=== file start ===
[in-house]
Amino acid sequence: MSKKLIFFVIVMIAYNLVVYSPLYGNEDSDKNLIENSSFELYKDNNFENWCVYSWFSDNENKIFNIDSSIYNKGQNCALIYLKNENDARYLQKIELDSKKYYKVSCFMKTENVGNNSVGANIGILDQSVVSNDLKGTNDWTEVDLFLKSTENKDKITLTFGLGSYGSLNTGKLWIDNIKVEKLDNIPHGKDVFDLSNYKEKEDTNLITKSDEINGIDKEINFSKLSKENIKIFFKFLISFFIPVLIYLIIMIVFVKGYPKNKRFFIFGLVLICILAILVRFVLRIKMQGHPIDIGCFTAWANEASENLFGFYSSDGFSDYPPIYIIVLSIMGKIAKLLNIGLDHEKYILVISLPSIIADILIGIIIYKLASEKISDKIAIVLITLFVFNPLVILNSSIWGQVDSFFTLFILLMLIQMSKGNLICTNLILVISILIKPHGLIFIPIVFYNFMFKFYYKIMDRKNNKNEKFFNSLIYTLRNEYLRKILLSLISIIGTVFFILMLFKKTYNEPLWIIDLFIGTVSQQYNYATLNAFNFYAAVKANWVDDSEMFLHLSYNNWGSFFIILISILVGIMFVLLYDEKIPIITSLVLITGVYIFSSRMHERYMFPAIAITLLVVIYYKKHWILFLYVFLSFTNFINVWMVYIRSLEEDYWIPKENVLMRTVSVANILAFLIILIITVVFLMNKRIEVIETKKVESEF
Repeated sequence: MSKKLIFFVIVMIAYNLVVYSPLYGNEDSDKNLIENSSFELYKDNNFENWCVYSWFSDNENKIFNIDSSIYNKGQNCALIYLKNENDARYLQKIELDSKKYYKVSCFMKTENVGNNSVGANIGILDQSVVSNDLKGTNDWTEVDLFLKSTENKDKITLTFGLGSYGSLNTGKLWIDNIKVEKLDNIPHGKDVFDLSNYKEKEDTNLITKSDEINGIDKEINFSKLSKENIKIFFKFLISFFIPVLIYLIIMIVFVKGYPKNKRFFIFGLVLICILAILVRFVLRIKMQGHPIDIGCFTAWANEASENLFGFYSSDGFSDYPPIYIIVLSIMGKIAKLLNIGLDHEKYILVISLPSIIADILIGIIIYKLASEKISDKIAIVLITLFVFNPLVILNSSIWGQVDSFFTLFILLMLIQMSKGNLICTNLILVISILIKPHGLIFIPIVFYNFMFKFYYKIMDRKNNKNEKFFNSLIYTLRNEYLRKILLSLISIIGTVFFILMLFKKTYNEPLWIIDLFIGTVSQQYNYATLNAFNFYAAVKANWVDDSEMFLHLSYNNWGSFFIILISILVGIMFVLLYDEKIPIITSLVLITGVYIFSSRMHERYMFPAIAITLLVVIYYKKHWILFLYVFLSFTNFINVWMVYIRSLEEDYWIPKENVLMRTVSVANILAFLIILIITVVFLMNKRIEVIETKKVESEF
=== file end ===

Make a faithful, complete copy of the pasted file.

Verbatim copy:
[in-house]
Amino acid sequence: MSKKLIFFVIVMIAYNLVVYSPLYGNEDSDKNLIENSSFELYKDNNFENWCVYSWFSDNENKIFNIDSSIYNKGQNCALIYLKNENDARYLQKIELDSKKYYKVSCFMKTENVGNNSVGANIGILDQSVVSNDLKGTNDWTEVDLFLKSTENKDKITLTFGLGSYGSLNTGKLWIDNIKVEKLDNIPHGKDVFDLSNYKEKEDTNLITKSDEINGIDKEINFSKLSKENIKIFFKFLISFFIPVLIYLIIMIVFVKGYPKNKRFFIFGLVLICILAILVRFVLRIKMQGHPIDIGCFTAWANEASENLFGFYSSDGFSDYPPIYIIVLSIMGKIAKLLNIGLDHEKYILVISLPSIIADILIGIIIYKLASEKISDKIAIVLITLFVFNPLVILNSSIWGQVDSFFTLFILLMLIQMSKGNLICTNLILVISILIKPHGLIFIPIVFYNFMFKFYYKIMDRKNNKNEKFFNSLIYTLRNEYLRKILLSLISIIGTVFFILMLFKKTYNEPLWIIDLFIGTVSQQYNYATLNAFNFYAAVKANWVDDSEMFLHLSYNNWGSFFIILISILVGIMFVLLYDEKIPIITSLVLITGVYIFSSRMHERYMFPAIAITLLVVIYYKKHWILFLYVFLSFTNFINVWMVYIRSLEEDYWIPKENVLMRTVSVANILAFLIILIITVVFLMNKRIEVIETKKVESEF
Repeated sequence: MSKKLIFFVIVMIAYNLVVYSPLYGNEDSDKNLIENSSFELYKDNNFENWCVYSWFSDNENKIFNIDSSIYNKGQNCALIYLKNENDARYLQKIELDSKKYYKVSCFMKTENVGNNSVGANIGILDQSVVSNDLKGTNDWTEVDLFLKSTENKDKITLTFGLGSYGSLNTGKLWIDNIKVEKLDNIPHGKDVFDLSNYKEKEDTNLITKSDEINGIDKEINFSKLSKENIKIFFKFLISFFIPVLIYLIIMIVFVKGYPKNKRFFIFGLVLICILAILVRFVLRIKMQGHPIDIGCFTAWANEASENLFGFYSSDGFSDYPPIYIIVLSIMGKIAKLLNIGLDHEKYILVISLPSIIADILIGIIIYKLASEKISDKIAIVLITLFVFNPLVILNSSIWGQVDSFFTLFILLMLIQMSKGNLICTNLILVISILIKPHGLIFIPIVFYNFMFKFYYKIMDRKNNKNEKFFNSLIYTLRNEYLRKILLSLISIIGTVFFILMLFKKTYNEPLWIIDLFIGTVSQQYNYATLNAFNFYAAVKANWVDDSEMFLHLSYNNWGSFFIILISILVGIMFVLLYDEKIPIITSLVLITGVYIFSSRMHERYMFPAIAITLLVVIYYKKHWILFLYVFLSFTNFINVWMVYIRSLEEDYWIPKENVLMRTVSVANILAFLIILIITVVFLMNKRIEVIETKKVESEF